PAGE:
"My perspective, after coming over to Chevron Federal Credit Union, after being at Travis FCU for seven years is that the outlook regarding indirect lending is quite different. I've seen it, literally, from both sides of the spectrum," said Rebecca Lytle, vice president of Lending for Chevron FCU.
Those differences weren't just limited to size or distance, either, but extended to type of charter and the philosophical implications of indirect lending itself.
Travis is located in Vacaville, has over $1 billion-in-assets, more than 113,000 members and a community charter. Chevron is in Oakland, has assets of $586 million, 46,000 members and a closed field-of-membership.
"We were big users of CUDL at Travis, and because of the community charter, we had a very high volume," said Lytle. By any definition and measure, the program was successful. Lytle said that applying those same standards to Chevron's program wouldn't be fair; like comparing apples to oranges.
But she is downright certain about the importance that indirect lending plays in the loan mix of the CU, though. "Here in the northern California bay area, we couldn't compete without it," she said. "We've got to play in the same game as all the other community charters here that are vying for the business at car dealerships. If we're not there, we'll miss out, period. And that means that our members will miss out."
One of Lytle's planned changes is to bring a more competitive approach to Chevron's method of pursuing loans through the CUDL program, she said. "Just because we are a closed FOM doesn't mean indirect lending can't be an integral part of our loan portfolio. Our members are out there, too. Chevron has been in the CUDL program for three years, but it hasn't been a large producer, said Lytle.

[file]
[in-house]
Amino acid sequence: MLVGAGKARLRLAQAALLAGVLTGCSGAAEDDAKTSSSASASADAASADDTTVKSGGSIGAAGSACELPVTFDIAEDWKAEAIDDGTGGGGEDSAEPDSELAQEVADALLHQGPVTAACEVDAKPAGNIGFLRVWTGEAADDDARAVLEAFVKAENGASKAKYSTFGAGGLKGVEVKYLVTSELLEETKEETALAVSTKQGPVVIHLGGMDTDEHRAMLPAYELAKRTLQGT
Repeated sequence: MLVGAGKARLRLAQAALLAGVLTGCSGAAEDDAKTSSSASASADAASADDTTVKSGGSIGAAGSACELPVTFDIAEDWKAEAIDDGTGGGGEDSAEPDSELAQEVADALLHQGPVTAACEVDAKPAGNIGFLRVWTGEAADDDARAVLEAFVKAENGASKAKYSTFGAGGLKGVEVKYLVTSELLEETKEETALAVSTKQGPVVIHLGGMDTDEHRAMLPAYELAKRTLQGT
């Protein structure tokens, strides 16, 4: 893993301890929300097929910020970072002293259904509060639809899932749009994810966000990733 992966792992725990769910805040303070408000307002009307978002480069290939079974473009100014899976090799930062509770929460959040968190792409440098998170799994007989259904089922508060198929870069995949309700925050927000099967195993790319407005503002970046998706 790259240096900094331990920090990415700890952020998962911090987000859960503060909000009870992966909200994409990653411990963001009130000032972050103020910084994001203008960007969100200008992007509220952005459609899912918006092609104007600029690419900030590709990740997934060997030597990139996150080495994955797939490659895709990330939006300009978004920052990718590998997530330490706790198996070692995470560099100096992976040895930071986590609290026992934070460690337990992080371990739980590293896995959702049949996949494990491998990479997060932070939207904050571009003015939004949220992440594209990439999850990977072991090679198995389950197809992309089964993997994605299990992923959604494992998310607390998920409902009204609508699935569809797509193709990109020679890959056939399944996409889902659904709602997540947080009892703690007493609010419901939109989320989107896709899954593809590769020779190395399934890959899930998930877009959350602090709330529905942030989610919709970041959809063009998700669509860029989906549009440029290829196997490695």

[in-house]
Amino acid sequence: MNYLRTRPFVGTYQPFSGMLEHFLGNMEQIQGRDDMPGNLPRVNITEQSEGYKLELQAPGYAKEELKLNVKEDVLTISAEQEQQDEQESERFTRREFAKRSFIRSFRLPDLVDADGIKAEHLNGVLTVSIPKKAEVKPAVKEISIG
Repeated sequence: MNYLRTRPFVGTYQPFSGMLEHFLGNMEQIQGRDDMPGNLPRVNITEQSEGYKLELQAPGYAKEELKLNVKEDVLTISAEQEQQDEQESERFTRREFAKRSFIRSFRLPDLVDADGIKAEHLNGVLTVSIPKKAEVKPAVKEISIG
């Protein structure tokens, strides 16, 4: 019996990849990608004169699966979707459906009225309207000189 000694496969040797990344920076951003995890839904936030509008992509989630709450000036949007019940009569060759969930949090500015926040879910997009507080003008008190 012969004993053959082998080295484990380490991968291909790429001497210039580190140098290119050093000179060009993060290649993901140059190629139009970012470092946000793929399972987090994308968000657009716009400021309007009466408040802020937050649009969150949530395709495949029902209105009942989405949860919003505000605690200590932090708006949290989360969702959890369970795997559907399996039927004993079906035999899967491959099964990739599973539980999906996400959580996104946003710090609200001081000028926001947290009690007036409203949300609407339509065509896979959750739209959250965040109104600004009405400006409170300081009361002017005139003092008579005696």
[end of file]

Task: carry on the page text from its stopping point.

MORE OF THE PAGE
Lytle believes that credit unions that have strong single sponsor ties and rely on target marketing and other usual sales methods like auto loan pre-approvals to make volume are kidding themselves.
"Even if we do pre-approvals, and we do, our members still have to go to the dealers, who will try to steer them into other financing. If we didn't have CUDL, that pre-approval is in jeopardy. By being in CUDL, we are in the pool of lenders that the dealers pick from."
Lytle also plans to work the relationship with the dealer network, as that's been a part of Chevron's CUDL approach that's been lacking. "We didn't develop the ties with dealers that other credit unions did, and that's important. You need to give them feedback, and we didn't. You also need to hear feedback from the dealers. It's a two-way street. If we do all those things, I think we'll see a big jump in our loan volume from CUDL."
Lytle also believes that smaller credit unions have even more to gain from an established indirect lending network than their bigger brethren. "The smaller credit unions don't have the expertise or money to start up a program like that. CUDL has seen it all, and it shares all that knowledge with its partners. That knowledge helps them manage the program more efficiently. That's where we were at Chevron. We thought of CUDL as a competitor, rather than a partner."
The sea change in philosophy, from seeing CUDL as a partner, rather than as a competitor, combined with opening up the lines of communication with CUDL dealers will go a long way, said Lytle, toward making the indirect lending program reach its full potential.
This case study originally was published in Callahan's 2001 research study on indirect lending